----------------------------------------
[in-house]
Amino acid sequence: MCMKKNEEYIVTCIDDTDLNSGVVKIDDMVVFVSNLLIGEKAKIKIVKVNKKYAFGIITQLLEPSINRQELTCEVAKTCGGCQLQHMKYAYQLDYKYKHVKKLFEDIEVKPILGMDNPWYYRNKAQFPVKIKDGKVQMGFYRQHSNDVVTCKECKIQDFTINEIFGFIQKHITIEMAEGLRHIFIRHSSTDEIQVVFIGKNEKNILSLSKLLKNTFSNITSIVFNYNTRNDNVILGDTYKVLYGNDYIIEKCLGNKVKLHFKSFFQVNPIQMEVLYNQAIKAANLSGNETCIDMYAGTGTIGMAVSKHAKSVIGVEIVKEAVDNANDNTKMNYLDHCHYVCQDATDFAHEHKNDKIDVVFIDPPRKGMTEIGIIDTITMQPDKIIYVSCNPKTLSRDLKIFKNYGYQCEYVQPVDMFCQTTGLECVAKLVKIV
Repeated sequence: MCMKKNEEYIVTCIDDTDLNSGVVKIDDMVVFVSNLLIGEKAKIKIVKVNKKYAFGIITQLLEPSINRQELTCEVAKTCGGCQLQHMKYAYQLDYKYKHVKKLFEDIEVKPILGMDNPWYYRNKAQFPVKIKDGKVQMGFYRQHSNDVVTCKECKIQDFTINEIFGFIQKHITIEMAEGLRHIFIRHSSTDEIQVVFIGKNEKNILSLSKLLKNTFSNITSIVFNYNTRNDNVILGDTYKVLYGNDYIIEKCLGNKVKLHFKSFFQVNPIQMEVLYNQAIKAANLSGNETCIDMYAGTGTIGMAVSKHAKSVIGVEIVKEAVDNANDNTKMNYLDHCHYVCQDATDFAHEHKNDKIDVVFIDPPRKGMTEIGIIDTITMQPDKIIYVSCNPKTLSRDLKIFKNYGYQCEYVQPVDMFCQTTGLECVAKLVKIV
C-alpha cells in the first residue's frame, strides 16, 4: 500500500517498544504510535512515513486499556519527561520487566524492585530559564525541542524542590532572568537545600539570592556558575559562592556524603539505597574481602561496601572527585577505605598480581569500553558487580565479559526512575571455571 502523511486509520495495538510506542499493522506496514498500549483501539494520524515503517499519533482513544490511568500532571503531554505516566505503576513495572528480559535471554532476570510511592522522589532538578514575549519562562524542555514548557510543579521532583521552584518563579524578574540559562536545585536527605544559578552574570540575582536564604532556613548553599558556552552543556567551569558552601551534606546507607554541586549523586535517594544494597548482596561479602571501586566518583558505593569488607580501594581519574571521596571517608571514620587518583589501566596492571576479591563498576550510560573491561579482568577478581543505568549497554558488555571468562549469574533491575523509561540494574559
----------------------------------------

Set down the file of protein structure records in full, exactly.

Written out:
[in-house]
Amino acid sequence: MCMKKNEEYIVTCIDDTDLNSGVVKIDDMVVFVSNLLIGEKAKIKIVKVNKKYAFGIITQLLEPSINRQELTCEVAKTCGGCQLQHMKYAYQLDYKYKHVKKLFEDIEVKPILGMDNPWYYRNKAQFPVKIKDGKVQMGFYRQHSNDVVTCKECKIQDFTINEIFGFIQKHITIEMAEGLRHIFIRHSSTDEIQVVFIGKNEKNILSLSKLLKNTFSNITSIVFNYNTRNDNVILGDTYKVLYGNDYIIEKCLGNKVKLHFKSFFQVNPIQMEVLYNQAIKAANLSGNETCIDMYAGTGTIGMAVSKHAKSVIGVEIVKEAVDNANDNTKMNYLDHCHYVCQDATDFAHEHKNDKIDVVFIDPPRKGMTEIGIIDTITMQPDKIIYVSCNPKTLSRDLKIFKNYGYQCEYVQPVDMFCQTTGLECVAKLVKIV
Repeated sequence: MCMKKNEEYIVTCIDDTDLNSGVVKIDDMVVFVSNLLIGEKAKIKIVKVNKKYAFGIITQLLEPSINRQELTCEVAKTCGGCQLQHMKYAYQLDYKYKHVKKLFEDIEVKPILGMDNPWYYRNKAQFPVKIKDGKVQMGFYRQHSNDVVTCKECKIQDFTINEIFGFIQKHITIEMAEGLRHIFIRHSSTDEIQVVFIGKNEKNILSLSKLLKNTFSNITSIVFNYNTRNDNVILGDTYKVLYGNDYIIEKCLGNKVKLHFKSFFQVNPIQMEVLYNQAIKAANLSGNETCIDMYAGTGTIGMAVSKHAKSVIGVEIVKEAVDNANDNTKMNYLDHCHYVCQDATDFAHEHKNDKIDVVFIDPPRKGMTEIGIIDTITMQPDKIIYVSCNPKTLSRDLKIFKNYGYQCEYVQPVDMFCQTTGLECVAKLVKIV
C-alpha cells in the first residue's frame, strides 16, 4: 500500500517498544504510535512515513486499556519527561520487566524492585530559564525541542524542590532572568537545600539570592556558575559562592556524603539505597574481602561496601572527585577505605598480581569500553558487580565479559526512575571455571 502523511486509520495495538510506542499493522506496514498500549483501539494520524515503517499519533482513544490511568500532571503531554505516566505503576513495572528480559535471554532476570510511592522522589532538578514575549519562562524542555514548557510543579521532583521552584518563579524578574540559562536545585536527605544559578552574570540575582536564604532556613548553599558556552552543556567551569558552601551534606546507607554541586549523586535517594544494597548482596561479602571501586566518583558505593569488607580501594581519574571521596571517608571514620587518583589501566596492571576479591563498576550510560573491561579482568577478581543505568549497554558488555571468562549469574533491575523509561540494574559